Classical conditioning (also Pavlovian conditioning, respondent conditioning or alpha-conditioning) is a type of associative learning. Ivan Pavlov described the learning of conditioned behavior as being formed by pairing two stimuli to condition an animal into giving a certain response. The simplest form of classical conditioning is reminiscent of what Aristotle would have called the law of contiguity, which states that: “When two things commonly occur together, the appearance of one will bring the other to mind.” Classical conditioning focuses on reflexive behavior or involuntary behavior. Any reflex can be conditioned to respond to a formerly neutral stimulus.
John B. Watson’s Little Albert
John B. Watson proposed that emotions (such as fear) can be conditioned in a human being. He believed that such a task could be completed by supplying a stimulus, which causes a response naturally (unconditioned stimulus) at the same time as another object, which does not evoke a response at all (neutral stimulus).
In his experiment, Watson created a fear response in a nine month old orphan, Albert, from a hospital. Before starting the experiment, Watson had to find out if the child was afraid of objects. During this part of the experiment, Watson showed the boy several objects like a rat, rabbit, monkey, dog, cotton wool and masks with and without hair. Watson verified that Albert did not have any fear towards these objects and therefore proceeded with the rest of the experiment. The objects that Albert are shown are the neutral stimuli of this experiment. After establishing some neutral stimuli, Watson found an unconditioned stimulus, which in this case was a loud noise made by banging a hammer on a steel bar. When the loud noise was made, Albert cried and was frightened.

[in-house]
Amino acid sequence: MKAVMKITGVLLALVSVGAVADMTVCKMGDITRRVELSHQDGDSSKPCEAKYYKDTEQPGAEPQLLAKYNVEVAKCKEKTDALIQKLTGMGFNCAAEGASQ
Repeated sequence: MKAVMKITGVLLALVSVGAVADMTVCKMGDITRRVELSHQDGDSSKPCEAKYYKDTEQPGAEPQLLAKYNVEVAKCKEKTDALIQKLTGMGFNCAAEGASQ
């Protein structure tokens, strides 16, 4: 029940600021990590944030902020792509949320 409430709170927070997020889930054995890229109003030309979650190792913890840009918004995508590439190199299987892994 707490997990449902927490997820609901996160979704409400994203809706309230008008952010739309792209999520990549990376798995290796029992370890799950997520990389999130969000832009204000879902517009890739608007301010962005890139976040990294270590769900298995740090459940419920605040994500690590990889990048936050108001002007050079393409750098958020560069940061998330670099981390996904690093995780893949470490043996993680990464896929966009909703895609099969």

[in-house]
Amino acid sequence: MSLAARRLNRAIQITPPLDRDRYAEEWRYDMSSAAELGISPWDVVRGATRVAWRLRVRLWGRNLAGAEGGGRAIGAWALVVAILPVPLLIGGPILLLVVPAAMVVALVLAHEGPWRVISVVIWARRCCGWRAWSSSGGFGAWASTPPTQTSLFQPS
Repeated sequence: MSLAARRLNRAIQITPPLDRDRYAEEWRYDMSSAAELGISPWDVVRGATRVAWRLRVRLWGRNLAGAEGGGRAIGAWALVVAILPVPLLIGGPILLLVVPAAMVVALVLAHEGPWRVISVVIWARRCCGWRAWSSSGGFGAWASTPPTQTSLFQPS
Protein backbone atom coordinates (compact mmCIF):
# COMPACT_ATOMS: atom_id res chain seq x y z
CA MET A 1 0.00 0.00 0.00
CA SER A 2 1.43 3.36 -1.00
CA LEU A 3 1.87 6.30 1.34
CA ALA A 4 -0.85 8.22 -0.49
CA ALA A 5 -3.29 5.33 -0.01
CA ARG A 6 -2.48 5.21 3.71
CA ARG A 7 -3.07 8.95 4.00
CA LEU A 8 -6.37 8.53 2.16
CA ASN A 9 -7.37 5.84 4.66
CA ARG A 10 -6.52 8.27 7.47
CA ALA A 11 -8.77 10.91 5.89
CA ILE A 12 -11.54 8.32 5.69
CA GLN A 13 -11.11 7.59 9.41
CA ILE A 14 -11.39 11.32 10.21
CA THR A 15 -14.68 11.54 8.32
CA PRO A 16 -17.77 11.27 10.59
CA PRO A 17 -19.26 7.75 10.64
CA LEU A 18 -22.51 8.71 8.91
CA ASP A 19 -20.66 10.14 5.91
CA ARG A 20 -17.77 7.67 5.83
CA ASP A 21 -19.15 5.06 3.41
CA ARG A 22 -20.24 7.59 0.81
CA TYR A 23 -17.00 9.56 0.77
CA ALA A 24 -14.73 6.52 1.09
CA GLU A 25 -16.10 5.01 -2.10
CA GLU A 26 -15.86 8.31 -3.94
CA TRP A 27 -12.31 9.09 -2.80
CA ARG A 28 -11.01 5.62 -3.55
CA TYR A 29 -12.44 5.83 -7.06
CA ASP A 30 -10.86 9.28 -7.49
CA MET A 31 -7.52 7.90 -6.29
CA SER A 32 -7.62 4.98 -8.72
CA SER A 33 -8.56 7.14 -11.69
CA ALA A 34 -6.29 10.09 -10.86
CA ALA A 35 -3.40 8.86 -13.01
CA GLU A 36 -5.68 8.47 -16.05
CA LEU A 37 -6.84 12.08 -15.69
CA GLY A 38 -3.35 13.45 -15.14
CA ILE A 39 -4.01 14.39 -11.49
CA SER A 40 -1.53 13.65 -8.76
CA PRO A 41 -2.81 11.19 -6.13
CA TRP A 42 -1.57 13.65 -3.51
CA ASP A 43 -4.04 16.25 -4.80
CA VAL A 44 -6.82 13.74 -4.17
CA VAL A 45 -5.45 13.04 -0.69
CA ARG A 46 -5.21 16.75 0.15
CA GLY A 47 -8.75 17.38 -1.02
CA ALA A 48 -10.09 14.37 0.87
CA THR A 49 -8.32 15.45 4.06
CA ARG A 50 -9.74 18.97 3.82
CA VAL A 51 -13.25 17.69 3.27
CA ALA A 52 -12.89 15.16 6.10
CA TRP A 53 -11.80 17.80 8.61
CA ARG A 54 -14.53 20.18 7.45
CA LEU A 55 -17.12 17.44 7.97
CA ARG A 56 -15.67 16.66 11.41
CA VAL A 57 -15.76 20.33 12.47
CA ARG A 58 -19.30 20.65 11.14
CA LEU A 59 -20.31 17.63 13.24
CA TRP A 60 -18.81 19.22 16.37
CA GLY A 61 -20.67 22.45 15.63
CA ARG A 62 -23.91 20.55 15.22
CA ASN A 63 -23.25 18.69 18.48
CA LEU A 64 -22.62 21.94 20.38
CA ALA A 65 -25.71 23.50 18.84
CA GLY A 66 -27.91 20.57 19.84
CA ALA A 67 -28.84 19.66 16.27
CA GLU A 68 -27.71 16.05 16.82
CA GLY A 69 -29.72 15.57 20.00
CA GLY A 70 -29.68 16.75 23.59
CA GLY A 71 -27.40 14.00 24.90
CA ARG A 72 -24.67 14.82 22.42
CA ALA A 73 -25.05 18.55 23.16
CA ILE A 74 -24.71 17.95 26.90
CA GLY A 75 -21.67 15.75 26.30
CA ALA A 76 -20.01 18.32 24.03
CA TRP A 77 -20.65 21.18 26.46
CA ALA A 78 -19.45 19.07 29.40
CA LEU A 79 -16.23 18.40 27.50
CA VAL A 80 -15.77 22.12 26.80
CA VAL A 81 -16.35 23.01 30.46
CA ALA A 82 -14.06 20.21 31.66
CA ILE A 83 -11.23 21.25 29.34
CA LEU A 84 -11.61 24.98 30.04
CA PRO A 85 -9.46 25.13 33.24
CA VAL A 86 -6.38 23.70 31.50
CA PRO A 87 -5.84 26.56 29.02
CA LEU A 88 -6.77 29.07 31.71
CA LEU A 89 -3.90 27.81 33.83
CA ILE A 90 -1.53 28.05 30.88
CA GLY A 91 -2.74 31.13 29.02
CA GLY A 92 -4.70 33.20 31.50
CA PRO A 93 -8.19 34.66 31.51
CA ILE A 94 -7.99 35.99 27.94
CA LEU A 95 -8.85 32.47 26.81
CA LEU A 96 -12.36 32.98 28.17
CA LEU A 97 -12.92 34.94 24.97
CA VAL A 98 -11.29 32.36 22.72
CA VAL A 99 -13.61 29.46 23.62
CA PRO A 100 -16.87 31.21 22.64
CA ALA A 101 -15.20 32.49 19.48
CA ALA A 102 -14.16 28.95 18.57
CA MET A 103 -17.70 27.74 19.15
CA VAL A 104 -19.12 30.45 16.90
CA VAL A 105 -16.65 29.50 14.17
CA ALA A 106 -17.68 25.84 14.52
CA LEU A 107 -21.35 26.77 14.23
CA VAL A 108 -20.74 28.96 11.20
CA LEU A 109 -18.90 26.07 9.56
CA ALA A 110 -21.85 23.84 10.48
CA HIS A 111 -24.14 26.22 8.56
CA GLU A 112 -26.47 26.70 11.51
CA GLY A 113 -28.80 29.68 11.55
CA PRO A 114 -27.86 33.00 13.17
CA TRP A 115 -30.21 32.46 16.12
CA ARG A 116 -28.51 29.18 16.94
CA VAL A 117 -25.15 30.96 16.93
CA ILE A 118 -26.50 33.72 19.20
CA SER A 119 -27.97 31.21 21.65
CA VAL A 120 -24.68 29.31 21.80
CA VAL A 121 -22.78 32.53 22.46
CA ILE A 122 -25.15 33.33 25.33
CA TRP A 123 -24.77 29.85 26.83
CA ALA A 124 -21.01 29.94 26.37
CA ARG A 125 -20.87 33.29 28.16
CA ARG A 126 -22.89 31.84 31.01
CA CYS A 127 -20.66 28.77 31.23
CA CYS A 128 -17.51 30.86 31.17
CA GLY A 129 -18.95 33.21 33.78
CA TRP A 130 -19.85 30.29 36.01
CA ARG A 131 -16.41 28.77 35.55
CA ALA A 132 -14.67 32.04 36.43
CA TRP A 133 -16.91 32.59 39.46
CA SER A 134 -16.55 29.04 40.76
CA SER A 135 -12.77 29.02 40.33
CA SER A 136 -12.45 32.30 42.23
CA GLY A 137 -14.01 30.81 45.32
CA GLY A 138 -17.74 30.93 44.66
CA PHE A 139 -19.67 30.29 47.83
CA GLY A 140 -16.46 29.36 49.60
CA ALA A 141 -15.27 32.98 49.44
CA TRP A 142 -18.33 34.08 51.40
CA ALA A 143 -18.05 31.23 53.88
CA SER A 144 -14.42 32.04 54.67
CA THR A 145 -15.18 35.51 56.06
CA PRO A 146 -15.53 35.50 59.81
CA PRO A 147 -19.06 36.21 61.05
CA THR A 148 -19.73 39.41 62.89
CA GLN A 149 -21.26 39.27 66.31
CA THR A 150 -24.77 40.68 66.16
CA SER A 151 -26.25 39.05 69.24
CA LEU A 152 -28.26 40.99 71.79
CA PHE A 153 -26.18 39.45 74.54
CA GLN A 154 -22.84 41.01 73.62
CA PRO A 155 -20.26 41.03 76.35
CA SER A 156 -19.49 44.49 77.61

When Albert was 11 months old the actual experiment started because there was hesitation about the ethics of continuing with such an experiment. To condition fear in Albert, Watson and his crew presented the rat and the noise at the same time. Albert would reach for the rat and at that moment the noise would occur. This procedure was performed a total of seven times over the course of one week. After these seven rat and noise pairs, the rat was given to Albert alone. At this point, Albert was stricken with fear and attempted to get very far away from the rat.
Continuing on with the experiment, the researchers wanted to determine if Albert’s fear would transfer to similar objects (this is called generalization). The researchers showed Albert a rabbit, a fur coat, a dog, and Watson’s gray hair and all these items produced fear in little Albert even though he was not conditioned to fear these items. Five days later Albert’s fear reaction was tested. All the items still evoked fear in the infant. Watson moved Albert to a different room to find out if the fear would still be present in different situations. If the fear only existed in the experimenting room then the results of the study would not be useful. Indeed, the fear did carry over into the other room but not in as much intensity.
The testing of Albert’s fear responses was temporarily stopped for thirty-one days because Albert was being adopted and Watson wanted to see if Albert’s fear would continue over time. After the 31 days, Albert was tested once again and the researchers found that Albert indeed still had the fear of the objects from the beginning of the experiment.
At the end of the experiment, Watson wanted to recondition Albert to not fear these objects but did not have the opportunity because Albert was adopted and removed from the hospital.